I’d agree that ‘X-oid’ should not be a difficult concept for most, but there seems to be such a demand to simplify (something Ben Goldacre mentions in the link above) that there is simply nothing at all of depth in most science articles. I left physics behind as a subject and 16 and chemistry at 18, but I still find most articles on them too simple…

  3. 5 Mike Keesey 04/10/2009 at 10:12 pm

    Actually, now that I think about it, I have heard other people in the field verbally use “-saur” for “-saurus”, e.g. “apatosaur”, “allosaur”, “daspletosaur”, etc., although none of these people would do the same in a peer-reviewed paper, I’m sure. I do agree that science reporting is often abysmal, but I don’t necessarily blame the reporter in cases like this where the nomenclature is ambiguous to begin with. In a relaxed verbal context, the title of this post might not actually hold. (“We found some tyrannosaur material over that way and then some daspletosaur material over that way.”) And in stricter, semi-formal language, the term “tyrannosaur” doesn’t even exist.

    I do agree that science reporters should have a passing familiarity with mandatory rank-based suffixes (even if I think that system has done nomenclature far more harm than good, it’s still important to know about). But “tyrannosaur” doesn’t have any suffix!

    • 6 David Hone 05/10/2009 at 12:45 am

      I’m not sure I’d agree entirely, but that by itself rather supports your point (that there is some disagreement and ambivalence). However, in most cases the journalists were calling Raptorex an ancestor of Tyrannosaurus, or a new Tyrannosaurus either of which is wrong for all kinds of reasons, regardless of exactly what you want to call X-saur or X-saurus. While the specific issue might be complex, confusing species, genera and families is not something they should be doing, and if it’s complicated or confusing they should be making it clearer, and not more confused!

      • 7 Mike Keesey 05/10/2009 at 2:10 am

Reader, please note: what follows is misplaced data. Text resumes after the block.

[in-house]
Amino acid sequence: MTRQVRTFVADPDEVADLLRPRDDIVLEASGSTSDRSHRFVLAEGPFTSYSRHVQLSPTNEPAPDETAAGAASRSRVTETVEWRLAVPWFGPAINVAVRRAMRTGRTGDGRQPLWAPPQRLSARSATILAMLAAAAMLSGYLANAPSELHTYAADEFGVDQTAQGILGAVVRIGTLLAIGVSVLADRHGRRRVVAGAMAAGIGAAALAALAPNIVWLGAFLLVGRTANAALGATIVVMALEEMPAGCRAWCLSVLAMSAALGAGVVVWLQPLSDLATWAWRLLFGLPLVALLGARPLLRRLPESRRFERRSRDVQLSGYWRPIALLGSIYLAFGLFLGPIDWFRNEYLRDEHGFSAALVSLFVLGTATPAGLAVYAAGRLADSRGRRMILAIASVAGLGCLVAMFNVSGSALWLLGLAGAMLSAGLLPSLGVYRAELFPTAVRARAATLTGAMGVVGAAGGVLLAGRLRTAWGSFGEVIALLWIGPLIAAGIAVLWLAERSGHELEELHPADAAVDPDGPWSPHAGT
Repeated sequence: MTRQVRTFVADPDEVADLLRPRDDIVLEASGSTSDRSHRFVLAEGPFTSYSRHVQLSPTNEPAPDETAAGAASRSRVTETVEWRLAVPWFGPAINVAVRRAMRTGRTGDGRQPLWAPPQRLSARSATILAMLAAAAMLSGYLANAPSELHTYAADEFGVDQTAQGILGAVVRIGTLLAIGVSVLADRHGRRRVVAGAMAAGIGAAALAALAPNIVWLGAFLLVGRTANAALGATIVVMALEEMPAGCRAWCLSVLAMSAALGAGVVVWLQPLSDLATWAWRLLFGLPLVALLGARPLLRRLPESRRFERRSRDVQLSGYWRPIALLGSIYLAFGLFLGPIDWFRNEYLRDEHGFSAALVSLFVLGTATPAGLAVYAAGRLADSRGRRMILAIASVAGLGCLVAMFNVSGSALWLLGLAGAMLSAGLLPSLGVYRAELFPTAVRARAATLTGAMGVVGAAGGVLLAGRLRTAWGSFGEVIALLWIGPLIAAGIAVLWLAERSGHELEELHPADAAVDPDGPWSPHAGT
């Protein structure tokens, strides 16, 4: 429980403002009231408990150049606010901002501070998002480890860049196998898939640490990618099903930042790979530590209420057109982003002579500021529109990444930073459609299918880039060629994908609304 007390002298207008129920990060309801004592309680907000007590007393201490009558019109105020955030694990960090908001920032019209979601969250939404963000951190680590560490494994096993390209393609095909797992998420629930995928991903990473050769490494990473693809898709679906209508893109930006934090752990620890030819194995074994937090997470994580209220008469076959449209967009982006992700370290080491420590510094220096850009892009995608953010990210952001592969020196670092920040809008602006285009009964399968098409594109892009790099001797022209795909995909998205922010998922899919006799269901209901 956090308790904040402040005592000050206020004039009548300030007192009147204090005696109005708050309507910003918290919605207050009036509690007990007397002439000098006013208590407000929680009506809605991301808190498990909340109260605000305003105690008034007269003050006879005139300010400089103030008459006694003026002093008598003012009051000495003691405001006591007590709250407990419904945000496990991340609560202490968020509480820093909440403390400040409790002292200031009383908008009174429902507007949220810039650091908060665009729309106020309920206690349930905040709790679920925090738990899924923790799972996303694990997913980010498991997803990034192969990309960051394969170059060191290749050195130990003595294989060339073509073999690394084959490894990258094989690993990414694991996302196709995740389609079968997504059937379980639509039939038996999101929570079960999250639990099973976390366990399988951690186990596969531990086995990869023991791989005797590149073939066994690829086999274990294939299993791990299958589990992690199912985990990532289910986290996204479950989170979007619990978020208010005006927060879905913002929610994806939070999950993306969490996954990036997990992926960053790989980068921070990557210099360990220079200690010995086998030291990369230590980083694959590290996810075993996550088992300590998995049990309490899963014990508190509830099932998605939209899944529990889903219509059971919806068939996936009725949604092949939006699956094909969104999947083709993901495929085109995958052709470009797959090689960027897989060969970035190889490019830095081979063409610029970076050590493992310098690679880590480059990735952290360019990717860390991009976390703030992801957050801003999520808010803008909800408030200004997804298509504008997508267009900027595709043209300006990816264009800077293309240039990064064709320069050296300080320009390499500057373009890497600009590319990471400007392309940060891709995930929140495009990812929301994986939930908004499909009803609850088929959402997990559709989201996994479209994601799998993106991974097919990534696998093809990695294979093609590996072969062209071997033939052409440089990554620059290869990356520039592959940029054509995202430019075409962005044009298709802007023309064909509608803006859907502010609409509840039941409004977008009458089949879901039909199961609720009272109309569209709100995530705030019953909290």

Well I agree that those particular statements are likely more the journalists’ fault.Fuzziness of informal terms like “tyrannosaur” aside, genera (such as Raptorex and Tyrannosaurus) cannot include each other, and identifying ancestors in the fossil record is pretty much impossible. No science reporter should be ignorant of basic facts like that.

  4. 9 Diego 04/10/2009 at 10:22 pm

    That’s one of my pet peeves as well. And it’s one of the subjects I was determined to drill into the heads of the undergrads whenever I taught our animal diversity or comparative anatomy class. By the end most knew to capitalize the proper taxon names and leave the anglicized descriptors in lower case or face more red ink on their papers. 😉

    P.S. I also really get annoyed by the use of “hominid” to refer to the clade we now recognize as hominins. Unfortunately it’s not just the public and the media who didn’t get the memo on this one. A number of anthropologists refuse to accept our mere zoological classification. Nevertheless, I did succeed in convincing one anthropologist friend to accept hominin.

    • 10 Mike Keesey 04/10/2009 at 10:51 pm

      In response to Diego:

      It is actually not “wrong” to limit “hominid” to the human total clade, since 1) the ICZN makes no demands on what should and should be include, except that Homininae* must be included, and 2) nobody has, to my knowledge, published a phylogenetic definition of the “Hominidae”. In my opinion, this is a problem with the current system: two researchers can agree on the phylogeny, use completely different names for different taxa, and still both be in accord with the rules.

      More thoughts on this particular case here: http://3lbmonkeybrain.blogspot.com/2008/01/ape-taxonomy-is-confusing.html

      * similarly vaguely defined

  5. 11 Zach Miller 06/10/2009 at 3:54 am

    I’ve lamented this point before, as well. Ultimately, it’s the same problem as calling pterosaurs and Dimetrodon dinosaurs–it results from a basic sense of apathy when reporting science news. These are facts a basic Google search would clear up.

    On the other hand, the vernacular “tyrannosaur” is problematic as well. The entire Tyrannosauroidea is plagued by the name of its most famous member, and distinctions between various “grades” of tyrannosauroids are met with slightly different endings to the same name:

    Tyrannosauroidae, Tyrannosauridae, Tyrannosaurini

    I can’t think of a better solution right now, but Mike is right–to the layman, these can be very vague terms. Alternatively, maniraptors have nicely differentiated names. Maniraptora, Eumaniraptora, Paraves, Deinonychosauria, Troodontidae, Dromaeosauridae, Aves, etc.

  6. 12 David H 17/11/2009 at 10:42 am


    I happened to stumble into this discussion via google. I’m a novelist, and I’m putting the finishing touches on a book inspired by Ray Bradbury (a huge dino-fan) and which features the animator Willis H. O’Brien (a huge dino animator) as a main character. I have only a couple days before the manuscript must be sent in, and one of my last minute concerns was the way I should refer to the various tyrannosauruses, triceratopses, arsinoitheriums, brontosauruses, and stegosauruses that exist in the book, either as animation armatures or real things.

    What is the correct way to refer to a single one of each? And to a group?

    thanks for any help,